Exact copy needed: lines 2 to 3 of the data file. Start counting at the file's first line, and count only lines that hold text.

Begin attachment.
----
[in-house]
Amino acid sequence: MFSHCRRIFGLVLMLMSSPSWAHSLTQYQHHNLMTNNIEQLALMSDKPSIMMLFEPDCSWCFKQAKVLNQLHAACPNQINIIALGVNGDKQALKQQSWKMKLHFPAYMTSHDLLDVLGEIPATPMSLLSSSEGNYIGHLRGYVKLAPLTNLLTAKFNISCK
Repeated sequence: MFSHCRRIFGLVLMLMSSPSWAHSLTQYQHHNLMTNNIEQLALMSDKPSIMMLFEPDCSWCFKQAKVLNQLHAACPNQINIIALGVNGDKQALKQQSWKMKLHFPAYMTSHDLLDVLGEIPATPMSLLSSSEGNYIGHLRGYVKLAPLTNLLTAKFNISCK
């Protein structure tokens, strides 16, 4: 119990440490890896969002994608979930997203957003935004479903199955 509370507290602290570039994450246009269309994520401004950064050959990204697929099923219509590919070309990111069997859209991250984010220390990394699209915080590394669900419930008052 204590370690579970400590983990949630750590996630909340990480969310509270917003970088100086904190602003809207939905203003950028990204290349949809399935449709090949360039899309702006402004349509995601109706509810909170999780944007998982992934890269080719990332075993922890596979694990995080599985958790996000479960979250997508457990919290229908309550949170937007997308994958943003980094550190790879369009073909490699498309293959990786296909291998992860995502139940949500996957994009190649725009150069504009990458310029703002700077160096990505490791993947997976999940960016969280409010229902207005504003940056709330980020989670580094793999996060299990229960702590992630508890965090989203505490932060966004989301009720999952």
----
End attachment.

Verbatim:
Amino acid sequence: MFSHCRRIFGLVLMLMSSPSWAHSLTQYQHHNLMTNNIEQLALMSDKPSIMMLFEPDCSWCFKQAKVLNQLHAACPNQINIIALGVNGDKQALKQQSWKMKLHFPAYMTSHDLLDVLGEIPATPMSLLSSSEGNYIGHLRGYVKLAPLTNLLTAKFNISCK
Repeated sequence: MFSHCRRIFGLVLMLMSSPSWAHSLTQYQHHNLMTNNIEQLALMSDKPSIMMLFEPDCSWCFKQAKVLNQLHAACPNQINIIALGVNGDKQALKQQSWKMKLHFPAYMTSHDLLDVLGEIPATPMSLLSSSEGNYIGHLRGYVKLAPLTNLLTAKFNISCK